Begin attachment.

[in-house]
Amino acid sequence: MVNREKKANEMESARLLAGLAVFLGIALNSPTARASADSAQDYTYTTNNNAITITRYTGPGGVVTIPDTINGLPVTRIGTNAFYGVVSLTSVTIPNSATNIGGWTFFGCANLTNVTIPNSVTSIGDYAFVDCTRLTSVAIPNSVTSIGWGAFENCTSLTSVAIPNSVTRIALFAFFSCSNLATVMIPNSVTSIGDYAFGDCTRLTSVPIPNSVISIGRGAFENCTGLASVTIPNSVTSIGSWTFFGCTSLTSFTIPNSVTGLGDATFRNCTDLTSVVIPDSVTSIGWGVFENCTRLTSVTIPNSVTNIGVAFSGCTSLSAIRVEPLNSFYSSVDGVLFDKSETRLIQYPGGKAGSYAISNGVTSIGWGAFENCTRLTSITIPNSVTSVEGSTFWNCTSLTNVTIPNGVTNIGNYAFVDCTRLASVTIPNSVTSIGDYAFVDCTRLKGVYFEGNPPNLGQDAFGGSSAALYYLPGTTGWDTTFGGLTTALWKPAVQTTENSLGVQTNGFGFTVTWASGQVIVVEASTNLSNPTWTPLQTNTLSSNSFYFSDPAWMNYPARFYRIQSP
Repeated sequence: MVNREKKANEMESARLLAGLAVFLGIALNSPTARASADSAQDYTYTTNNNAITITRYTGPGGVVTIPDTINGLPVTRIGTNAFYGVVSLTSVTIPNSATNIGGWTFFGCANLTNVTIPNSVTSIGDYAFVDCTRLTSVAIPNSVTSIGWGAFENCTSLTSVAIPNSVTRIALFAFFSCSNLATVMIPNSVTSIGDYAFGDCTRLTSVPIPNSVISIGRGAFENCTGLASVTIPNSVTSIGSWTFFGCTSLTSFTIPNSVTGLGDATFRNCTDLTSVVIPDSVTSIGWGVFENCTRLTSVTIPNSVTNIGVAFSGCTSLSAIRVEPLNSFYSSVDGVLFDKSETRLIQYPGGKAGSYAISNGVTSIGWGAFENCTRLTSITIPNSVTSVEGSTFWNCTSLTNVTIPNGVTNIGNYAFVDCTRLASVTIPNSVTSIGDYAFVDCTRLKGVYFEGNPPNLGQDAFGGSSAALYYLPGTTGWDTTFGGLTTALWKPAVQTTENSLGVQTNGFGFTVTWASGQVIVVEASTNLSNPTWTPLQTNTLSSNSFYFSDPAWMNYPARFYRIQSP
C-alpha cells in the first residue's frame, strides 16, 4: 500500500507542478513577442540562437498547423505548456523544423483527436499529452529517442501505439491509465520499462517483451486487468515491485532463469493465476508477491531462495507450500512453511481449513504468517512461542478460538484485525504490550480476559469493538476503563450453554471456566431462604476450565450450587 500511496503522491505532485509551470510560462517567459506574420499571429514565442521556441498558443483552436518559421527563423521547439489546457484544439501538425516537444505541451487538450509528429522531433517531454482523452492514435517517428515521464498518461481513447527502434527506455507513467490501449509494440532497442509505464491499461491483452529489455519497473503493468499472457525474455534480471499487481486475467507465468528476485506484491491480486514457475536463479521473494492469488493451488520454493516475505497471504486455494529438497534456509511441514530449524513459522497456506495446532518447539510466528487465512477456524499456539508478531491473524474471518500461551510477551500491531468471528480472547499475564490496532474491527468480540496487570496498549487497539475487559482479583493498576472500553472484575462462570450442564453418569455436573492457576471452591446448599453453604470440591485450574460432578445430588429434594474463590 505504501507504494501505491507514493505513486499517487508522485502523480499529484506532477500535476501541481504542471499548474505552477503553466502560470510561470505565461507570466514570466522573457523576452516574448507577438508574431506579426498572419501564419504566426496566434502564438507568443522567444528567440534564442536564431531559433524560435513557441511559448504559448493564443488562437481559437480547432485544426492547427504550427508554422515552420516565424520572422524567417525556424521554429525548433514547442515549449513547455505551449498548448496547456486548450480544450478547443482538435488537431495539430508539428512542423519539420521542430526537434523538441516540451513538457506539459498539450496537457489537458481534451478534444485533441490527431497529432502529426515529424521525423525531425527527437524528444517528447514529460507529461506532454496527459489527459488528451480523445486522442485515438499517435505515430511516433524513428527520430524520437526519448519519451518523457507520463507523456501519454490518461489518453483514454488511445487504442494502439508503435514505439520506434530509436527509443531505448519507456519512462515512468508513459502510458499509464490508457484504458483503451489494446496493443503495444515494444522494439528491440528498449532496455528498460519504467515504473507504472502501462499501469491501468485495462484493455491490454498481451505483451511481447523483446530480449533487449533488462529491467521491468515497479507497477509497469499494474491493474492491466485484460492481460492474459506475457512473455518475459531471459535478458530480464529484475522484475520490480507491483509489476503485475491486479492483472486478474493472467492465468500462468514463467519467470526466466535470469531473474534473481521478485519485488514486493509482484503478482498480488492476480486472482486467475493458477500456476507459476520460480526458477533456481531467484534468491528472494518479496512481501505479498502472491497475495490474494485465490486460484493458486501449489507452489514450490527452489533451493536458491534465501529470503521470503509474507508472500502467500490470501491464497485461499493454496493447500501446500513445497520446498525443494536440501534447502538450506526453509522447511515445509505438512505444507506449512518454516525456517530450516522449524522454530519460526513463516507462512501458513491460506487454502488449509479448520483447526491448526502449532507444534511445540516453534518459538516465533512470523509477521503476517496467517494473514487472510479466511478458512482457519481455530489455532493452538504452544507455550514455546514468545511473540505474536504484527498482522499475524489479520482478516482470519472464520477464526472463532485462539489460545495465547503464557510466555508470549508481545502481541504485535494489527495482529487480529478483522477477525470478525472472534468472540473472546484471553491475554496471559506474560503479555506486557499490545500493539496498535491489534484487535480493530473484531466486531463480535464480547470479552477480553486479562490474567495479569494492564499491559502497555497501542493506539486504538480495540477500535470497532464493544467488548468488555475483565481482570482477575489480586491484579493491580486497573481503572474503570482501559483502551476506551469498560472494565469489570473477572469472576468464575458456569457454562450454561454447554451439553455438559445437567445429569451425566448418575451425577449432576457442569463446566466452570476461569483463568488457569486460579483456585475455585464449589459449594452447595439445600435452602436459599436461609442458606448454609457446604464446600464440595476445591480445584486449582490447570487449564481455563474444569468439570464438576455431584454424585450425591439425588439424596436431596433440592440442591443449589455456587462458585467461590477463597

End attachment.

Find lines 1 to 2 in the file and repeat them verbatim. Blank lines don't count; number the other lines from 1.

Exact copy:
[in-house]
Amino acid sequence: MVNREKKANEMESARLLAGLAVFLGIALNSPTARASADSAQDYTYTTNNNAITITRYTGPGGVVTIPDTINGLPVTRIGTNAFYGVVSLTSVTIPNSATNIGGWTFFGCANLTNVTIPNSVTSIGDYAFVDCTRLTSVAIPNSVTSIGWGAFENCTSLTSVAIPNSVTRIALFAFFSCSNLATVMIPNSVTSIGDYAFGDCTRLTSVPIPNSVISIGRGAFENCTGLASVTIPNSVTSIGSWTFFGCTSLTSFTIPNSVTGLGDATFRNCTDLTSVVIPDSVTSIGWGVFENCTRLTSVTIPNSVTNIGVAFSGCTSLSAIRVEPLNSFYSSVDGVLFDKSETRLIQYPGGKAGSYAISNGVTSIGWGAFENCTRLTSITIPNSVTSVEGSTFWNCTSLTNVTIPNGVTNIGNYAFVDCTRLASVTIPNSVTSIGDYAFVDCTRLKGVYFEGNPPNLGQDAFGGSSAALYYLPGTTGWDTTFGGLTTALWKPAVQTTENSLGVQTNGFGFTVTWASGQVIVVEASTNLSNPTWTPLQTNTLSSNSFYFSDPAWMNYPARFYRIQSP